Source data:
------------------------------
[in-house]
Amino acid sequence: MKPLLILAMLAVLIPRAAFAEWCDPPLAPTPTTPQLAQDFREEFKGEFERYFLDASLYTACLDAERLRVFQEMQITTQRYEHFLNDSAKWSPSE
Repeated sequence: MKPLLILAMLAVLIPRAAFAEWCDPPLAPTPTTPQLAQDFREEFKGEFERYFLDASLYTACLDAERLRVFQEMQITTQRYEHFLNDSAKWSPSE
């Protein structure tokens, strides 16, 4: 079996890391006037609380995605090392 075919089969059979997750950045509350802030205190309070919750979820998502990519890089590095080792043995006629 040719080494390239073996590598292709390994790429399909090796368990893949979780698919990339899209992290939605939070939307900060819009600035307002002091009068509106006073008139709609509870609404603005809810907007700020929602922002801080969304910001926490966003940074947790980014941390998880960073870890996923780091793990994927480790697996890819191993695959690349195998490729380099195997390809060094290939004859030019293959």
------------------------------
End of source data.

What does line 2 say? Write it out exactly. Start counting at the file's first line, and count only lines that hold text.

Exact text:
Amino acid sequence: MKPLLILAMLAVLIPRAAFAEWCDPPLAPTPTTPQLAQDFREEFKGEFERYFLDASLYTACLDAERLRVFQEMQITTQRYEHFLNDSAKWSPSE